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INSERT

Inserts data into a table.

Syntax

INSERT [IGNORE] [INTO] tbl_name [(col_name,...)]
    [VALUES | VALUE] (expr,...),(...),...
    [ ON DUPLICATE KEY UPDATE
      col_name = insert_expr
        [, col_name = insert_expr] ... ]

INSERT [IGNORE] [INTO] tbl_name [(col_name,...)]
    SELECT [WITH(force_random_reshuffle=1)] ...
    [ ON DUPLICATE KEY UPDATE
      col_name = insert_expr
        [, col_name = insert_expr] ... ]

INSERT [IGNORE] [INTO] tbl_name
    SET col_name=expr, ...
    [ ON DUPLICATE KEY UPDATE
      col_name = insert_expr
        [, col_name = insert_expr] ... ]

 insert_expr:
      expr
    | VALUES(col_name)

Remarks

  • The first field of type TIMESTAMP or TIMESTAMP(6) has special behavior for insert operations, defaulting to the current timestamp value. Refer to the discussion of these types in the Data Types topic for more details. In addition, a field f declared with the DEFAULT <value> modifier will be set to <value> if no explicit value for f is set.
  • MemSQL supports constants, DEFAULT, or nullary builtins such as NOW(), RAND(), or UNIX_TIMESTAMP() for expressions (expr) for INSERTs.
  • INSERT queries will fail if the maximum_table_memory limit has been reached. See /admin/memory_limits_include for more information.
  • Non-local (cross-shard and sharded->reference) INSERT ... SELECT queries that are not the first statement of a transaction are not supported.
  • INSERT IGNORE disables transactions for multi-INSERT. In this case, MemSQL will ignore records with duplicate keys and, without rolling back, continue inserting records with unique keys. This can speed up performance of multi-INSERT because it avoids an extra roundtrip between the aggregators and leaves.
  • Multi-inserts are atomic in nature. For a multi-insert transaction, either all the rows are committed or the transaction is rolled back.
  • Multi-inserts may or may not have consecutive AUTO_INCREMENT values. See AUTO_INCREMENT behavior for more information.
  • When you use the IGNORE modifier, data conversion errors for a row being inserted are ignored, and the row will be inserted with default values for fields where the conversion failed.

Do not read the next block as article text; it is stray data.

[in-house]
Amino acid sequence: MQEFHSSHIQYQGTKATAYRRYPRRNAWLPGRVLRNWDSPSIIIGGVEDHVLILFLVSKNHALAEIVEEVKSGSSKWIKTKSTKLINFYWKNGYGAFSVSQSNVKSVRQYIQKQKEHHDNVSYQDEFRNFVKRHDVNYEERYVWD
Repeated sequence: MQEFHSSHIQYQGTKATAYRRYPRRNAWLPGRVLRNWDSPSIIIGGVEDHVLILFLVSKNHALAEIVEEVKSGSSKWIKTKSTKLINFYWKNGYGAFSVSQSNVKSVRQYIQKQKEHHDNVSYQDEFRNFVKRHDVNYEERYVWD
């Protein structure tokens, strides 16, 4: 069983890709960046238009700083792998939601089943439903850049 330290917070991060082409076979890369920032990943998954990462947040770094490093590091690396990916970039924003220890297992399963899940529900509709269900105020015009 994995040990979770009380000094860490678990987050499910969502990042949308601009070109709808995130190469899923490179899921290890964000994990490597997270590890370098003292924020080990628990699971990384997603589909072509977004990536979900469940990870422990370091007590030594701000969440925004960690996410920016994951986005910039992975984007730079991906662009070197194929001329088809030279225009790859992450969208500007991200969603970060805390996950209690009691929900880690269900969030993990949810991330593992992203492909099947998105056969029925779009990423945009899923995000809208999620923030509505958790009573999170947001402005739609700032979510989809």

• If the ON DUPLICATE KEY UPDATE clause is specified, and a row is to be inserted that would result in a duplicate value in a PRIMARY KEY or UNIQUE index, MemSQL will instead perform an UPDATE of the old row.
  • The IGNORE modifier and ON DUPLICATE KEY UPDATE clause cannot be used in the same INSERT query, because their semantics contradict each other. For more information, see Query Errors
  • When using ON DUPLICATE KEY UPDATE, the affected row count will be 0 if no existing row is changed, 1 if a new row is inserted, and 2 if an existing row is updated.
  • ON DUPLICATE KEY UPDATE cannot update unique key columns in columnstore tables.
  • This command must be run on the master aggregator or a child aggregator node (see Node Requirements for MemSQL Commands). Note that when running this command on reference tables you must connect to the master aggregator.
  • INSERT ... SELECT into AUTO_INCREMENT columns can only be pushed down to leaves if the source column is also AUTO_INCREMENT, because AUTO_INCREMENT values are generated on the aggregator. This prevents insertion of 0 or NULL values in the AUTO_INCREMENT column, if the source column isn’t AUTO_INCREMENT. For more information, see AUTO_INCREMENT Behavior.
  • Writing to multiple databases in a transaction is not supported.

force_random_reshuffle

To reduce skew, you can force the INSERT … SELECT to redistribute the data with the force_random_reshuffle query hint. A common use case for this hint is on keylessly sharded tables, as it allows forced redistribution of data among partitions, rather than inserting it locally into the same partition.

ON DUPLICATE KEY UPDATE

ON DUPLICATE KEY UPDATE allows you to perform an upsert of a row. For more information, see the Performing Upserts topic.

Examples

Simple Insert

INSERT INTO mytbl (v) VALUES ("hello"), ("goodbye");

This example shows a successful insert even when converting a NULL value to an int NOT NULL type, with the NULL replaced by 0:

memsql> CREATE TABLE mytbl2(a int not null);
Query OK, 0 rows affected (0.72 sec)

memsql> INSERT IGNORE mytbl2 VALUES(null);
Query OK, 1 row affected (0.18 sec)

memsql> SELECT * FROM mytbl2;
+---+
| a |
+---+
| 0 |
+---+
1 row in set (0.24 sec)

ON DUPLICATE KEY UPDATE and force_random_reshuffle

This example shows a simple INSERT with both ON DUPLICATE KEY UPDATE and force_random_reshuffle. The rows from mytbl_new will be inserted into mytbl, and distributed across partitions.

memsql> INSERT INTO mytbl (column1, column2, column3)
    SELECT WITH(force_random_reshuffle=1)
    * FROM mytbl_new ON DUPLICATE KEY UPDATE
      column1 = VALUES(column1),
      column2 = VALUES(column2),
      column3 = VALUES(column3);
****
Query OK, 29 rows affected (0.18 sec)

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